Multitasking Can Mess You Up
Millennials are master multi-taskers. It’s not uncommon to walk into your school’s library and see other law students listening to music on their headphones, flipping through a textbook—all while tweeting about it.
Perhaps you are multitasking while reading this post.
We are told that multitasking is a necessary skill in an increasingly complex world.
We might be getting bum advice.
Research suggests multitasking does not increase one’s productivity – in fact, it wastes time. Perhaps more importantly, it erodes our ability to concentrate, analyze and even empathize.
The late Stanford psychologist Clifford Nass spent much of his career studying people juggling computers, phones and other activities.
“[M]ultitaskers are terrible at every aspect of multitasking,” he said in an episode of PBS Frontline. “They’re terrible at ignoring irrelevant information; they’re terrible at keeping information in their head nicely and neatly organized; and they’re terrible at switching from one task to another.”
We Are Not Laptops
The dictionary defines multitasking as “the concurrent performance of several jobs by a computer.”
The operative word is “computer.” It might be fine for a laptop to spell-check a document while doing a disk cleanup, searching Google and recharging its battery. But we are not computing devices.
We are all too human, with limited memories and attention spans.
Blogger Merrilyn Astin Tarlton points out these downsides of multitasking:
- People who multitask show signs of cognitive deficiency. “Researchers are nearly unanimous in showing that people who chronically multitask exhibit an enormous range of deficits,” Tarlton writes. “They’re basically terrible at all sorts of cognitive tasks, including multitasking.”
- Multitasking has a ripple effect. Over time, chronic multitaskers lose the ability to filter out irrelevancy. Quantity trumps quality. Checking email becomes as important as working on a past-due brief.
- Multitasking alters your behavior in ways that might be long-lasting. “Multitasking behavior — particularly involving screens — mimics chemical addiction in many ways,” says Tarlton. In other words, even if you manage to curb your tendency to text, drive and listen to the radio simultaneously, it may be too late. Your brain might have lost its ability to fully readjust itself.
- Multitasking affects those around us. We have all had the experience of dining with people who can’t stop checking their smartphones. But this behavior might be more than simply annoying. It might actually be harmful to others. Research indicates that people who multitask inappropriately in public (ex: checking email during a meeting) causes those around them to grow distracted and anxious.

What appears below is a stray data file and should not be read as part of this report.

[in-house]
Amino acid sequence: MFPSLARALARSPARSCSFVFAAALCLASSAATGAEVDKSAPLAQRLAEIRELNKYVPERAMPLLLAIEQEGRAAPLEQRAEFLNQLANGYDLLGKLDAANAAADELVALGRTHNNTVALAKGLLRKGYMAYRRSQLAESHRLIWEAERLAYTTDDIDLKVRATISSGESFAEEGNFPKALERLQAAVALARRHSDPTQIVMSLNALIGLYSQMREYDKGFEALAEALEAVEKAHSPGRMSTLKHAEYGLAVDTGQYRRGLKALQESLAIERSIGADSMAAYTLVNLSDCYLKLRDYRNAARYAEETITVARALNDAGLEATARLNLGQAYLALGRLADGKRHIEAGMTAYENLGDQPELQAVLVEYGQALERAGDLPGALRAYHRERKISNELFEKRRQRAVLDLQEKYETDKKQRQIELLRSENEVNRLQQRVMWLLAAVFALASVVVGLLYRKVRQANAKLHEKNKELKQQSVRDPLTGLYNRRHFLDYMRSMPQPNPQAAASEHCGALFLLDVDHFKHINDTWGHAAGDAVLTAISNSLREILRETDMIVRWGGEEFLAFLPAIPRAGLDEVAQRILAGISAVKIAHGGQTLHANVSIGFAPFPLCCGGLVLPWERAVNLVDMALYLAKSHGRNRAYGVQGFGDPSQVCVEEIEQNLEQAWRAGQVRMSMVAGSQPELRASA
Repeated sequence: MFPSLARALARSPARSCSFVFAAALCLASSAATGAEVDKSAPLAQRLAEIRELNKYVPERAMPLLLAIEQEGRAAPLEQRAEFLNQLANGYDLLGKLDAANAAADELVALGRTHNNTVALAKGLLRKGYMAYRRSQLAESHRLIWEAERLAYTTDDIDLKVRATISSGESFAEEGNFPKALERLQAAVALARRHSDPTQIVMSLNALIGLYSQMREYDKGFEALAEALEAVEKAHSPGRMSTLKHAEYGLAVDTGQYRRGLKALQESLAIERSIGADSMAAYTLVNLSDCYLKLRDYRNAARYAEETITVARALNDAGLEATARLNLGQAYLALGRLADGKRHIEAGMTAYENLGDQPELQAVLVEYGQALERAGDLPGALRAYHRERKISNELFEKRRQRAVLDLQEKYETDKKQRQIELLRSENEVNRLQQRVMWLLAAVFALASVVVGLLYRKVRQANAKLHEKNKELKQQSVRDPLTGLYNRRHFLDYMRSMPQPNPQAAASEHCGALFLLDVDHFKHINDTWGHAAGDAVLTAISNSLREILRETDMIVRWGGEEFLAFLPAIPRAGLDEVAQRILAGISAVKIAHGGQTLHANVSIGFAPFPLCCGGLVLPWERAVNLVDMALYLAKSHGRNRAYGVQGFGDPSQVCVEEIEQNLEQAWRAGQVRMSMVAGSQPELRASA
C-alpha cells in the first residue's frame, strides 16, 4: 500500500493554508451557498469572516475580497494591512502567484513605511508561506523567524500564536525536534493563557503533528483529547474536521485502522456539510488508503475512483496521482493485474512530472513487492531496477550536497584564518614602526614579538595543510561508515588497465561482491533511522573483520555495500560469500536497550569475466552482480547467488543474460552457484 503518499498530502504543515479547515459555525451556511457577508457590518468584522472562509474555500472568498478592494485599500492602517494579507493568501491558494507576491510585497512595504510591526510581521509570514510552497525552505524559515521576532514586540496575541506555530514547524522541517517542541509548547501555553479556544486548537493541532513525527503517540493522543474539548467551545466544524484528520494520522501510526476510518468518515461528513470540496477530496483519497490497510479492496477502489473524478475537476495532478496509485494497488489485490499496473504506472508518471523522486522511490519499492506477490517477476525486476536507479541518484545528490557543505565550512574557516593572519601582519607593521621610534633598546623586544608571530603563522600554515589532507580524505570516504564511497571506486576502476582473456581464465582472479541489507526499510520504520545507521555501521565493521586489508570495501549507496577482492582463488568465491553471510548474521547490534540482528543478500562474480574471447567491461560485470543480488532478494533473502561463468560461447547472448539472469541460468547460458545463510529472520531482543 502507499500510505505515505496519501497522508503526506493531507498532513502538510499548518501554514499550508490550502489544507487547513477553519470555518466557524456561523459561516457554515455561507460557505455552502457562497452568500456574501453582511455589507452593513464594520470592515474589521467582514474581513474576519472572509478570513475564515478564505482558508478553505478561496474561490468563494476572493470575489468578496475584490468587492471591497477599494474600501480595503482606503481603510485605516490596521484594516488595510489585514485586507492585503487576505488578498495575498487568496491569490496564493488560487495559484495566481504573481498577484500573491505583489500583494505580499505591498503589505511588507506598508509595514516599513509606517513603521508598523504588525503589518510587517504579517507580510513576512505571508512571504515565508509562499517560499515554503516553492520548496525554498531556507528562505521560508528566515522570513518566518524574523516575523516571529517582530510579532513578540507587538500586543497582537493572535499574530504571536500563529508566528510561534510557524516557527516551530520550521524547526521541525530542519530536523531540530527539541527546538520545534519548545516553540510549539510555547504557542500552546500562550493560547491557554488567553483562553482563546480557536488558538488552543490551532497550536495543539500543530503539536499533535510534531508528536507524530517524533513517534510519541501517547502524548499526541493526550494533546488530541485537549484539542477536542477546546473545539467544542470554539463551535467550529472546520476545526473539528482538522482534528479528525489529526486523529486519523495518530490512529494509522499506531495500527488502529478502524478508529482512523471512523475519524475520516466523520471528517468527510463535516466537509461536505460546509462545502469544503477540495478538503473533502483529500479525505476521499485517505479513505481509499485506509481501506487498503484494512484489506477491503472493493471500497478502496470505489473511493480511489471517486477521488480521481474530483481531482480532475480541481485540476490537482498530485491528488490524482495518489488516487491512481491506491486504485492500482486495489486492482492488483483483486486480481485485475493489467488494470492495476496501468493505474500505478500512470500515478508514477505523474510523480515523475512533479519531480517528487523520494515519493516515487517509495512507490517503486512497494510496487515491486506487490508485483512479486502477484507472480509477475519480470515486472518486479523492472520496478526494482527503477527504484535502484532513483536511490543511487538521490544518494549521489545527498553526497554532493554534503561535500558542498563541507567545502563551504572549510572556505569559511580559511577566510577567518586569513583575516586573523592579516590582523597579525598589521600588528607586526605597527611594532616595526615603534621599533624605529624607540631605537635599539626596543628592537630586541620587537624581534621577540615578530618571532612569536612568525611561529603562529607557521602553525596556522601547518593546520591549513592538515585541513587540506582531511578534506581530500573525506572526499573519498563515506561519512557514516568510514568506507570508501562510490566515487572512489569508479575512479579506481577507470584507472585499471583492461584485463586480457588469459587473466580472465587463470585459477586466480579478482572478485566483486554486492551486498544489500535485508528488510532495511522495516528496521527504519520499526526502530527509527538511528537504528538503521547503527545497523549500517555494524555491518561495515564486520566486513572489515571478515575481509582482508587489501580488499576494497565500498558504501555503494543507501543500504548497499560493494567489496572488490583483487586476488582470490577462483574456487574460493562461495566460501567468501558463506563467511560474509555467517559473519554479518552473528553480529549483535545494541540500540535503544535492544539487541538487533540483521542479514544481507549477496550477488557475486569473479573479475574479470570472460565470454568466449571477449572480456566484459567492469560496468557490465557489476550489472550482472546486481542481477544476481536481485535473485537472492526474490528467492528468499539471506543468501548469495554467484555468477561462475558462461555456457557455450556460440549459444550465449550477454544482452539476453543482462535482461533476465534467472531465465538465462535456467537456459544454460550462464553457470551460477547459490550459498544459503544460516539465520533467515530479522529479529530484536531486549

- Multitasking costs time and money. Interruptions from our tablet or device can throw us so far off track that it takes an average of 23 minutes to return our full focus to the original task, according to one researcher at the University of California. The solution: set aside blocks of time each day for specific tasks. Stick to the schedule. Don’t let your Facebook time spill over into other activities.
The best advice is also the simplest: Try “single-tasking” for a change. You won’t be as stressed and you will probably end up getting more done.
Jay Reeves a/k/a The Risk Man is an attorney licensed in North Carolina and South Carolina. Formerly he was Legal Editor at Lawyers Weekly and Risk Manager at Lawyers Mutual. Contact firstname.lastname@example.org, phone 919-619-2441.
- The New York Times http://www.nytimes.com/2013/11/07/business/clifford-nass-researcher-on-multitasking-dies-at-55.html?_r=0
- NPR Science Friday http://www.sciencefriday.com/segment/05/10/2013/the-myth-of-multitasking.html
- Attorney at Work http://www.attorneyatwork.com/the-multitasking-mess/?goback=%2Egde_2691620_member_5827536253846831104#%21
- Merriam-Webster Dictionary http://www.merriam-webster.com/dictionary/multitasking